Omar Jamil, CEO Latitude blogs for Aurora from New Delhi
Session 5 – From Chat Rooms to Twitter… What next?
Session 5 – From Chat Rooms to Twitter… What next?
Kate Day, Communities Editor, Daily Telegraph Online
Arvind Rajan, Managing Director & Vice President, Asia Pacific and Japan, LinkedIn
Earl Wilkinson, Executive Director and CEO, INMA
Moderator: Rishad Tobaccowala, Chief Strategy and Innovation Officer, VivaKi
The panel theme reverses the conference theme – Certainty, the new uncertainty. The focus is around social media. Social media is going to be huge – the new certainty. The uncertainty? What does the rise of social media mean for media companies, for brands, for agencies? Here is where the uncertainty arises.
Session kicks off with Kate Day – in terms of social media, she makes three observations. The first, what’s next? What’s the next big thing? Where is the next Facebook coming from? Her answer, theshift will come from people and not platforms. As a journalist, for Kate it is about her relationship with media; for brands, it’s about connecting with audiences.
(Must note here, that the organisational arrangements are a tad shoddy – given the lack of seating space, I’m sitting in a neighbouring room set up with a big screen. However, given the low volume and the chatter of the crowd, it’s near impossible to understand what’s being said unless one sits right up next to the screen. I asked one of the ‘gophers’ running around to raise the volume, but so far no cigar).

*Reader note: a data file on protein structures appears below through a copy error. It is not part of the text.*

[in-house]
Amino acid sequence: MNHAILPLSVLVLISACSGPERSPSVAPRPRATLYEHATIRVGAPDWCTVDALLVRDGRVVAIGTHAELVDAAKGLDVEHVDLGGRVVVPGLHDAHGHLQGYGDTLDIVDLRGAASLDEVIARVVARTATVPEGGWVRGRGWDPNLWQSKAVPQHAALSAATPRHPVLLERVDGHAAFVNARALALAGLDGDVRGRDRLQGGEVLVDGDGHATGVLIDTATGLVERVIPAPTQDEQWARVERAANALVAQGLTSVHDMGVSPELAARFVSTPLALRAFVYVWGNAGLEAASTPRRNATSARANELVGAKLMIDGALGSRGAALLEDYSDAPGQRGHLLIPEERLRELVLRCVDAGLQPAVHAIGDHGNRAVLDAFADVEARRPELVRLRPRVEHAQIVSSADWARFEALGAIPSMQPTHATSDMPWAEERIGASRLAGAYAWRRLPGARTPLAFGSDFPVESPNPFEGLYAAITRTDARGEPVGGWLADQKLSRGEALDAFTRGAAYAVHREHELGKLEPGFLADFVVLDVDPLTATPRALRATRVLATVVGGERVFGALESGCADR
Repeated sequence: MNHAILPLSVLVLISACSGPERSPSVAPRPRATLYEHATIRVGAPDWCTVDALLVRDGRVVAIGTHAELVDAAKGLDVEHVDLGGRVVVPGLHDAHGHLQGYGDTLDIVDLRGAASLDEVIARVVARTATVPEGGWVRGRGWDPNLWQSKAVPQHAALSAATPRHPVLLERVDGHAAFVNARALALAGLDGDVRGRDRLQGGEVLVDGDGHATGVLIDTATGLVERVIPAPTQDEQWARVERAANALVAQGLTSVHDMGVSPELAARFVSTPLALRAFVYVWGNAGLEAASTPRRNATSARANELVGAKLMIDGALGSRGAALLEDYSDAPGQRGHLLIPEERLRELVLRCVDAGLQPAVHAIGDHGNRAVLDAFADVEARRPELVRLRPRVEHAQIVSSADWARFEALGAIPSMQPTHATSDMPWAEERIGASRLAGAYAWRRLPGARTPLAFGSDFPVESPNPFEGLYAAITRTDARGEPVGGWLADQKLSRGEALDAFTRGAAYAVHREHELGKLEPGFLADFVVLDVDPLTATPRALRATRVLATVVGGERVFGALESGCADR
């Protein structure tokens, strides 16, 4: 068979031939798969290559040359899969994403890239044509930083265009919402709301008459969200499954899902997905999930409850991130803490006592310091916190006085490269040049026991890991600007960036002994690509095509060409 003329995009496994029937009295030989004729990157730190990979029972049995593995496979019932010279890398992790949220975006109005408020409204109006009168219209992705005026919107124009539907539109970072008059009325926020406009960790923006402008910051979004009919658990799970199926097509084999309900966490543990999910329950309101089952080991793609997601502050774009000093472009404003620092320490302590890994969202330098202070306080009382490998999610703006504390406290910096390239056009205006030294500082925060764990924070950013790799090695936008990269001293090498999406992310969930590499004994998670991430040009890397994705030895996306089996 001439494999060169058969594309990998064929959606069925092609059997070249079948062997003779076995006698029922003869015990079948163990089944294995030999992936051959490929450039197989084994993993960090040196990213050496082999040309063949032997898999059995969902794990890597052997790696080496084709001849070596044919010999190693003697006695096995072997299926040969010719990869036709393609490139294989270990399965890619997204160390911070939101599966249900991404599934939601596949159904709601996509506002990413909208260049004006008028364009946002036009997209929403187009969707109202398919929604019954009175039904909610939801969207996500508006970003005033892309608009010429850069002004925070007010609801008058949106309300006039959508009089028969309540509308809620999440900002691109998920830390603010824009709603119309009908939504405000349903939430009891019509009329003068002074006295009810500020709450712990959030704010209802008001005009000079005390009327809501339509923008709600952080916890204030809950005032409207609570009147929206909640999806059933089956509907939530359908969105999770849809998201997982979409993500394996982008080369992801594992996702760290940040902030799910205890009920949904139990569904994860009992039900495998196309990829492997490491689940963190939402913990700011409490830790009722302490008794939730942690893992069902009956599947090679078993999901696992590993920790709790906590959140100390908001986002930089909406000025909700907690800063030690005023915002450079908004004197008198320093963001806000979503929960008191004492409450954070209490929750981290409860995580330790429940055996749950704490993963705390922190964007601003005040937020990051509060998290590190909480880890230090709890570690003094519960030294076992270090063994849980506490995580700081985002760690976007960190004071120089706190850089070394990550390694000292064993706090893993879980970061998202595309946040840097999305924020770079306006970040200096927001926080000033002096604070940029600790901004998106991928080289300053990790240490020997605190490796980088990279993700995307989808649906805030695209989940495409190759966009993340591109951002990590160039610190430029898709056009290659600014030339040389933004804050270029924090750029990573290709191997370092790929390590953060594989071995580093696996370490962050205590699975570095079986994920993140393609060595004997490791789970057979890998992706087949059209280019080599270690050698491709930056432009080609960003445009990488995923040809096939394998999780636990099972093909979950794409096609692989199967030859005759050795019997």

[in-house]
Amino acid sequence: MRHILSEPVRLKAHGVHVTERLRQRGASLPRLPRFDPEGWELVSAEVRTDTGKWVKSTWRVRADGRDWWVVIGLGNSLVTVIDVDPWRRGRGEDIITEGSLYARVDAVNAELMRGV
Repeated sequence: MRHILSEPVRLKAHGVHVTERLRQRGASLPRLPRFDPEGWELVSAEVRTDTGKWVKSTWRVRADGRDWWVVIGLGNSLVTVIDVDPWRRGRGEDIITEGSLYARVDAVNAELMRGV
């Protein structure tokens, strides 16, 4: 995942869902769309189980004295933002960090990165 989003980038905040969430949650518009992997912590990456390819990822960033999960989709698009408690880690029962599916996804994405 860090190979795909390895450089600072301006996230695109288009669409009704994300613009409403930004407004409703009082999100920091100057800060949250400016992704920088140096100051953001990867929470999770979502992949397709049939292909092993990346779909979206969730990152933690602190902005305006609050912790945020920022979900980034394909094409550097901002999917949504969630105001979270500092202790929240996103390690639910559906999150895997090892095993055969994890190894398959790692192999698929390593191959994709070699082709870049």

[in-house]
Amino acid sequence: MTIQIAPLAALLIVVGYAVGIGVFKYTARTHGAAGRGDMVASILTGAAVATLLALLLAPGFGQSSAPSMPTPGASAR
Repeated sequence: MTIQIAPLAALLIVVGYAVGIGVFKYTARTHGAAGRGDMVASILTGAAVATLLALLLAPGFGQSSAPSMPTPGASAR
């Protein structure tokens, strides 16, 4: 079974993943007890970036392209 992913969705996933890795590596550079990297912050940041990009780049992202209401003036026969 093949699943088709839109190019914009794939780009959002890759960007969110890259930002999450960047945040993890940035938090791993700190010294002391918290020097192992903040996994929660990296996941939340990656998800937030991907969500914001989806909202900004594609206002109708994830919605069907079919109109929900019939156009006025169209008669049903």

The second – talk to your audiences – whoever and where they are; and the third, challenge your assumptions… A lot of what Kate is saying should not be news for social media aficionados. So forexample, she stresses the importance of following insights and analytics – e.g. if you have a Facebook page, make sure you analyse the usage and regular check the insights.
Arvind is up next – starts off talking about Twitter… Stresses the importance of looking beyond Facebook and Twitter…
(Another asides: am sitting next to a live blogger who has also just complained about the shoddy Wifi and lack of network – given the amount spent by delegates, I think these basics should have been covered).
Back to the session – tracking audiences, developing trust and then leveraging that trust. Again, these are not new insights for people familiar with the workings of social media. But then I suppose most of the audience here are not from digital backgrounds and so need to be ‘educated’ – which, to me, begs the question: how come there doesn’t appear to be greater representation from digital and social media agencies? One would imagine that’s an obvious one…